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Visiting Tribal Lands

Each of Arizona's 22 Native American Reservations operates under its own unique governmental structure and establishes its own rules for visitors.

Cliff dwelling at Canyon de Chelly
Canyon De Chelly National Monument by Tom Narwid

Visitors should not assume that what applies in one Tribal community is the general rule for all Tribal communities. Please observe all Tribal laws and regulations. For specific information, we recommend that you contact the individual tribe(s) prior to your visit.

Guidelines, dos and don'ts when visiting Tribal lands

  • Taking photos, video and audio recordings, as well as sketching, is a particularly sensitive issue. Permits may be required, and fees and restrictions vary, particularly for professionals. Therefore, it is important to contact each individual Tribe regarding its policies. Do not attempt to engage in any of the above-mentioned activities without prior authorization. Failure to comply with Tribal regulations could result in fines, confiscation of equipment and/or expulsion from Tribal Lands.
  • Dances are sacred ceremonies. Observe them as you would any other religious function by dressing and acting appropriately. Be mindful of where you sit, stand and walk. For example, at certain Hopi dances, men and women sit apart; during pow wows, it may not be appropriate to stand beside a drum; and it is inappropriate to walk across the pow wow arena during a dance. Never pick up any object that is dropped during a ceremony. Please refrain from talking to the ceremonial dancers. Applause after ceremonial dances is considered inappropriate.
  • Some of the Tribal buildings and structures may be several hundred years old and damage easily; do not climb on walls or other structures. Do not disturb or remove animals, plants, rocks or artifacts including pot shards, as Tribal and federal laws prohibit the removal of such items.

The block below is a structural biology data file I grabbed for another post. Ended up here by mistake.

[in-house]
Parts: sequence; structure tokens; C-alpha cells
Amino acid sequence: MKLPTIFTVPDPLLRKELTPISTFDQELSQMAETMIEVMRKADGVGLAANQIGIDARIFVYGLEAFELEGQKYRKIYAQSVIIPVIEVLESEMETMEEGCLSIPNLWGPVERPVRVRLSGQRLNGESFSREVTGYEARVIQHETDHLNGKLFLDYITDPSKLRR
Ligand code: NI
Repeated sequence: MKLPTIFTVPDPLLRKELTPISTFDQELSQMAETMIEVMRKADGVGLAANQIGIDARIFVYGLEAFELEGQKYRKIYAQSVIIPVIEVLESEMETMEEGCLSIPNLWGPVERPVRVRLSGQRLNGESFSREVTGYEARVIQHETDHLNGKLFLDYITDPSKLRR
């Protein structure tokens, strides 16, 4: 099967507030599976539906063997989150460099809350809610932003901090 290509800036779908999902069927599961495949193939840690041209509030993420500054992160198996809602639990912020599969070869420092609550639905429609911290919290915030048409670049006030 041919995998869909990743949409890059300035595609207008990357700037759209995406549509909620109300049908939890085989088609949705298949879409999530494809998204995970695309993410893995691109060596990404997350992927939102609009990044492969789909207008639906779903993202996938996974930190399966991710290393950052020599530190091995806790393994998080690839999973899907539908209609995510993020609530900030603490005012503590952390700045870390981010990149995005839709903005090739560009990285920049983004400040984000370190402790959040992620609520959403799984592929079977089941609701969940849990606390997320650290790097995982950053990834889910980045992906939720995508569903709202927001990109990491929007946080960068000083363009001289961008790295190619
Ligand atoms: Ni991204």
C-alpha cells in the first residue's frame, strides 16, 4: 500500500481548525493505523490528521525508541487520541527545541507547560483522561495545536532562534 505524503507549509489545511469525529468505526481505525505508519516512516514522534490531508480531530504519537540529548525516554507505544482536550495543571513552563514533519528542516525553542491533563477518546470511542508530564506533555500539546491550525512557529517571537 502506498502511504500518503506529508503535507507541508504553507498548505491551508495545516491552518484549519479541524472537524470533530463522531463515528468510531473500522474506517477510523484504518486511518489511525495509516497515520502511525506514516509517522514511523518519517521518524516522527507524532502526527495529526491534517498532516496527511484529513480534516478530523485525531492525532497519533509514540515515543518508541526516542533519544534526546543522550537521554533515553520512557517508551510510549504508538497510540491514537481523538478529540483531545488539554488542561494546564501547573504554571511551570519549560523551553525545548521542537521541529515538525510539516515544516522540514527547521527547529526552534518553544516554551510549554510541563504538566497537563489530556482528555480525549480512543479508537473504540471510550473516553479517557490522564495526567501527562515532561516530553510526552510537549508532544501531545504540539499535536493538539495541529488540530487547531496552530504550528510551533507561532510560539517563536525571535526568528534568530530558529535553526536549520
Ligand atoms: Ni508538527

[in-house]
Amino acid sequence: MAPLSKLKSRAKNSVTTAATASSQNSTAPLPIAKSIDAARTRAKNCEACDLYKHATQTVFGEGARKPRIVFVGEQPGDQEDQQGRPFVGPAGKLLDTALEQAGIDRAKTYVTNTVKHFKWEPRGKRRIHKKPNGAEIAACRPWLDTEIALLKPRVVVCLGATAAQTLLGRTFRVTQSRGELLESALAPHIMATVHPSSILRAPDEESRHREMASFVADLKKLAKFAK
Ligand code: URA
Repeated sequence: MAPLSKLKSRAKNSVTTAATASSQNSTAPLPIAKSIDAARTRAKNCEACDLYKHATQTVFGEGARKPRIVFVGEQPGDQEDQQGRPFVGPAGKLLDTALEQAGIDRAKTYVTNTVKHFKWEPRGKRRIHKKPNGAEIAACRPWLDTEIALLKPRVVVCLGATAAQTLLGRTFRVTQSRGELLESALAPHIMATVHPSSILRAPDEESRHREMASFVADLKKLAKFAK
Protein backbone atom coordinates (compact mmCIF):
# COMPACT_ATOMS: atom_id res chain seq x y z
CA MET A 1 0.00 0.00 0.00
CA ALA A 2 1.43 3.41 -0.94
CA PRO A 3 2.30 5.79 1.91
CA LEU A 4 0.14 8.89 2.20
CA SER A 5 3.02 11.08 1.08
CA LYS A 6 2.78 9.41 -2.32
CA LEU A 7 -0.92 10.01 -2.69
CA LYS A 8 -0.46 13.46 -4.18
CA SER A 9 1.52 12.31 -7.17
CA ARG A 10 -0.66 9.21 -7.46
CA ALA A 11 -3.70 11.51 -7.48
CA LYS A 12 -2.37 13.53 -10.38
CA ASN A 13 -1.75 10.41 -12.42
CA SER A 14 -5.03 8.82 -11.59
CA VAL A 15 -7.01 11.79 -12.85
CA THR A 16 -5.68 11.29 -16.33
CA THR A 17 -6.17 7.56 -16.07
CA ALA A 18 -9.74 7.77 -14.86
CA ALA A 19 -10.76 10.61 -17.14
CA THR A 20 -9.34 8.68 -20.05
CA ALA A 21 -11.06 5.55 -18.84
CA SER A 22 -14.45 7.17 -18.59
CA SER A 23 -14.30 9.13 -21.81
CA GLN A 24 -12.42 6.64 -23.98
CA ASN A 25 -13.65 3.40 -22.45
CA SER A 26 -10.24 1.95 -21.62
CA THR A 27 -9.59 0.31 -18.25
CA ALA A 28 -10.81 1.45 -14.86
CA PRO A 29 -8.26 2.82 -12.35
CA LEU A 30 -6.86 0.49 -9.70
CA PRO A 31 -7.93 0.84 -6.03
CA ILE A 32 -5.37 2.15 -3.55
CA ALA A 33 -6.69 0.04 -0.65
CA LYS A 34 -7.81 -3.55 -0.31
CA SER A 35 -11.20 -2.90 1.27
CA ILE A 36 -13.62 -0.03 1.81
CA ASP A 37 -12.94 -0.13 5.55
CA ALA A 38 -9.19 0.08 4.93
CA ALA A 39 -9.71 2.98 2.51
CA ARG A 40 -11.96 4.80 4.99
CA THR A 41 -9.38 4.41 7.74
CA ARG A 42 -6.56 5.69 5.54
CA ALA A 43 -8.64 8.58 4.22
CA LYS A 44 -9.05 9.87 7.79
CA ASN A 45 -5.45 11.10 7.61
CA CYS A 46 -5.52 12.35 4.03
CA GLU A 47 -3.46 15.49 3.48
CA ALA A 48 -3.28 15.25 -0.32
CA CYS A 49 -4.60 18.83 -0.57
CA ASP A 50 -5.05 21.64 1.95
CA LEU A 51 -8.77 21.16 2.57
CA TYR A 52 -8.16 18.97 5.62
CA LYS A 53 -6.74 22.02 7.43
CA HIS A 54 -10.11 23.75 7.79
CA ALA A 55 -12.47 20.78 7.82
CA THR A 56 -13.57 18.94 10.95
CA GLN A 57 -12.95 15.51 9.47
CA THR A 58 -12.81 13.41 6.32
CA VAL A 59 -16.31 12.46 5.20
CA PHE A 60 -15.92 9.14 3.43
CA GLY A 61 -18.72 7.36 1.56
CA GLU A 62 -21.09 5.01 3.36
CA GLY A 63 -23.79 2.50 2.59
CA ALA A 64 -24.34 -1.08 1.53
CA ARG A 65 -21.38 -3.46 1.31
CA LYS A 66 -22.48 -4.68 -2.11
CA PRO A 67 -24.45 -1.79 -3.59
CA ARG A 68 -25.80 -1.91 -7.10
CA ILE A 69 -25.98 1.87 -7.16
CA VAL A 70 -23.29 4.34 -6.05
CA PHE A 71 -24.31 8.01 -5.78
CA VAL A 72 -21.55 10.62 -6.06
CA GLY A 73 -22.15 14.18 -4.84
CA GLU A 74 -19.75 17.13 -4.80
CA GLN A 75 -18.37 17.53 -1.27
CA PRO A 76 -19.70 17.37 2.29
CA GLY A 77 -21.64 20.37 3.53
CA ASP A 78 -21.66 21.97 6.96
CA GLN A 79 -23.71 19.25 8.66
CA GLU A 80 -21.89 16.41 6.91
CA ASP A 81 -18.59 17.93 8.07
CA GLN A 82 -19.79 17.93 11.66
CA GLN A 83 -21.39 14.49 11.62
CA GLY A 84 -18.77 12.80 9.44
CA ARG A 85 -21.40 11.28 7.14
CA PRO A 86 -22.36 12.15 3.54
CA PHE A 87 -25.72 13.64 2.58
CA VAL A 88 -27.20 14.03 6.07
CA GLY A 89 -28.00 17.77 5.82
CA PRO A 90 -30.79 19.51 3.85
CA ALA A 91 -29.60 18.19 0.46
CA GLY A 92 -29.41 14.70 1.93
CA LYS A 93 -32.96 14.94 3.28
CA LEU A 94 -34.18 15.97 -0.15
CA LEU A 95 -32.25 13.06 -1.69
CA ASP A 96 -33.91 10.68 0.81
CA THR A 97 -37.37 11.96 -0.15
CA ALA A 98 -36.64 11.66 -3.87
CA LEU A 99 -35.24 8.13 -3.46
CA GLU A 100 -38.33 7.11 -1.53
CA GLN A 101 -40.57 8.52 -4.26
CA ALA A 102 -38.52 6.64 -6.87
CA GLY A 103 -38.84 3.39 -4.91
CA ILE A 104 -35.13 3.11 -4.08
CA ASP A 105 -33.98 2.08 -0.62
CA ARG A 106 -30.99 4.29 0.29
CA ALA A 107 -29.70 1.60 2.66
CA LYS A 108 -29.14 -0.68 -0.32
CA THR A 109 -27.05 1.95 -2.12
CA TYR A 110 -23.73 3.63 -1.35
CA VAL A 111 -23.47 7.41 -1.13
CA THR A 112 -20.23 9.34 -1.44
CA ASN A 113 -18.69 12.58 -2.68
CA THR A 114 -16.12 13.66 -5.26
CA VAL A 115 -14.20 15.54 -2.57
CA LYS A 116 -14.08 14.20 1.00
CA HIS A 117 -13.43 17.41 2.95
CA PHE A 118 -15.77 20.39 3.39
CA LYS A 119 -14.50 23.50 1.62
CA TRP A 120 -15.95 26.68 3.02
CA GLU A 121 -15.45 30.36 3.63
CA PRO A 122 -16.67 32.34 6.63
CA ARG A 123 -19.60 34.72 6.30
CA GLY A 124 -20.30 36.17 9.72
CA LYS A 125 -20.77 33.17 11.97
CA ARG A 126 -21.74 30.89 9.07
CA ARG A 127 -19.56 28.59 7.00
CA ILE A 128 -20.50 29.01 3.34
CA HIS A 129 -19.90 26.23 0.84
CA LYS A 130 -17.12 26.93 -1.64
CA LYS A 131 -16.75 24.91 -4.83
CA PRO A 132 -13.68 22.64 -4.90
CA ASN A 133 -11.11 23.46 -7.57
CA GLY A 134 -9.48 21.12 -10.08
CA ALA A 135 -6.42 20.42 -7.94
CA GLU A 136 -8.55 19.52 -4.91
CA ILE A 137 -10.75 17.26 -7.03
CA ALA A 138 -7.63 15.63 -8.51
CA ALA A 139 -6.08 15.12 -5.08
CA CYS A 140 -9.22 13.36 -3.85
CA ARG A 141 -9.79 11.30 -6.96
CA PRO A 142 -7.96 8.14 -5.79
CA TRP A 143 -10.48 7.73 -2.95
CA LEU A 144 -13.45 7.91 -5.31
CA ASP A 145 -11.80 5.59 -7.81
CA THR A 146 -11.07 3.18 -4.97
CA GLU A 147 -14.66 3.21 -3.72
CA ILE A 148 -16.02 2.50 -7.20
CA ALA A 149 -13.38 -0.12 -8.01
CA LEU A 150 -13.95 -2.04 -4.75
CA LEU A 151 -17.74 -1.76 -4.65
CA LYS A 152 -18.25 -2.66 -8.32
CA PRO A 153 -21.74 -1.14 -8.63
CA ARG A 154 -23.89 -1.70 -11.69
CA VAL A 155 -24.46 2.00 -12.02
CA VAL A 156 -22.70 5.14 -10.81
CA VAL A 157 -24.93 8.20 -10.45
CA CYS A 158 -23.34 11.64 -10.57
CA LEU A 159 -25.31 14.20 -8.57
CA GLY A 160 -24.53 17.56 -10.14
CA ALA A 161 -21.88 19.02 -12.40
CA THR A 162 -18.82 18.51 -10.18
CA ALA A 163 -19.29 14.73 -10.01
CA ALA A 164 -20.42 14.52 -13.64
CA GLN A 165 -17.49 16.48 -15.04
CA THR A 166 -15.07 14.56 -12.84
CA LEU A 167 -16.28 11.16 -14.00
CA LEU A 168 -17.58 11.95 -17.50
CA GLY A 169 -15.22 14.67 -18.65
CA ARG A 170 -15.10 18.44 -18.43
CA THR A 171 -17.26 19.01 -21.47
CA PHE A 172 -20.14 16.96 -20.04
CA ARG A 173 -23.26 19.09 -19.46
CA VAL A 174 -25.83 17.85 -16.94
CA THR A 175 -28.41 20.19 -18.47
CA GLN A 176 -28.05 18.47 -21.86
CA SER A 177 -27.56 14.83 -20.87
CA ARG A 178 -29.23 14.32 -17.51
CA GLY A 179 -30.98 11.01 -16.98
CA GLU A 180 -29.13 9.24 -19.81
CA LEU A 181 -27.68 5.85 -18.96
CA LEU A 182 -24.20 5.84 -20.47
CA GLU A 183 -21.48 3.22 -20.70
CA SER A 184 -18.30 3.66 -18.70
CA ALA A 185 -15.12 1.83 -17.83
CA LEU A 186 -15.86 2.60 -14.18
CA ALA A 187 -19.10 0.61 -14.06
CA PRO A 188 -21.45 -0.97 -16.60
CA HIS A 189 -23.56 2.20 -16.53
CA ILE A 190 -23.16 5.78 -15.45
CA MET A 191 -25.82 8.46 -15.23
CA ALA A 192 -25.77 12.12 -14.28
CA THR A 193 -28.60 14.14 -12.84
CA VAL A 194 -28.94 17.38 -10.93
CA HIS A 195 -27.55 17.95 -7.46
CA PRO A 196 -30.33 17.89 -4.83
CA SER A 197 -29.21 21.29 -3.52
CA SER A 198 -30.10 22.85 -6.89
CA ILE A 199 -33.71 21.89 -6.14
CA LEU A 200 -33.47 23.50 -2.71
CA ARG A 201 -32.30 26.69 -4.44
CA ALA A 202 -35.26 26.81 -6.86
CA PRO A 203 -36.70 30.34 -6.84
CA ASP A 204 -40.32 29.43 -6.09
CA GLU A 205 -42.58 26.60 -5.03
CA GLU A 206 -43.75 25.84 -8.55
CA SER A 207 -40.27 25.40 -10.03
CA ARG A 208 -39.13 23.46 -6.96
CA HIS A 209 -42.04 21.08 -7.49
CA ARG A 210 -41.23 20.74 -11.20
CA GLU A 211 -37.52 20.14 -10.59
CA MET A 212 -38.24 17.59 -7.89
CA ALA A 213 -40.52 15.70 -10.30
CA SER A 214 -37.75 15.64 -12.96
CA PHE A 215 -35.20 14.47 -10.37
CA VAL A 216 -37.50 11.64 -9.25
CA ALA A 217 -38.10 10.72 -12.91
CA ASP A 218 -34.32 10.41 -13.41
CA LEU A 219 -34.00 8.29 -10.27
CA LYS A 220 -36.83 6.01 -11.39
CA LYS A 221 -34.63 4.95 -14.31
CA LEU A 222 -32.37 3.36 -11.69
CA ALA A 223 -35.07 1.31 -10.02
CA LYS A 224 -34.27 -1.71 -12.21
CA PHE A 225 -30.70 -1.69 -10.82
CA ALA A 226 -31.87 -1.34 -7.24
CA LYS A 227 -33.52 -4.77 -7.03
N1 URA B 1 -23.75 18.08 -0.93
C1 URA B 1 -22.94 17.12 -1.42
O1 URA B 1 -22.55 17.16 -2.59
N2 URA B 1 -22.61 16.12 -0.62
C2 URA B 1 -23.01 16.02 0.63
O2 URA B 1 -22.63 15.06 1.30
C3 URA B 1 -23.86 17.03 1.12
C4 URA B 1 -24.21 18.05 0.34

• Use caution when driving, especially at night. Much of the reservation land is open range, and small herds of sheep, goats, cattle and horses move freely along and across roads.
  • Like any community, a reservation is a home to those who live and work there and should be respected as such. Although most reservation communities are open to the public during daylight hours, the homes are private and should be entered only by invitation.

Basic tips for traveling on Tribal lands

Road Conditions

All U.S. highways, state roads and main tribal roads are paved. Secondary roads are usually graded and graveled. However, travel off recognized and numbered roads is strongly discouraged. Inquire locally about road conditions.


Keep your gas tank full, and be sure to check fluid levels. It can be a very long way between service stations.


Be prepared for anything. Winters can produce snow six feet deep. Summer temperatures are often over 100 degrees. Winds may blow with gale force any time of the year. High-profile vehicles may have to find a place out of the wind and stop.

Flash Flooding

After hard rains, normally dry washes often become roaring streams from storms that are miles away. Never attempt to cross a running creek.

Dust Storms

Some areas (usually marked with warning signs) are prone to dust storms. If caught in a dust storm, try to find a place to get off the road.

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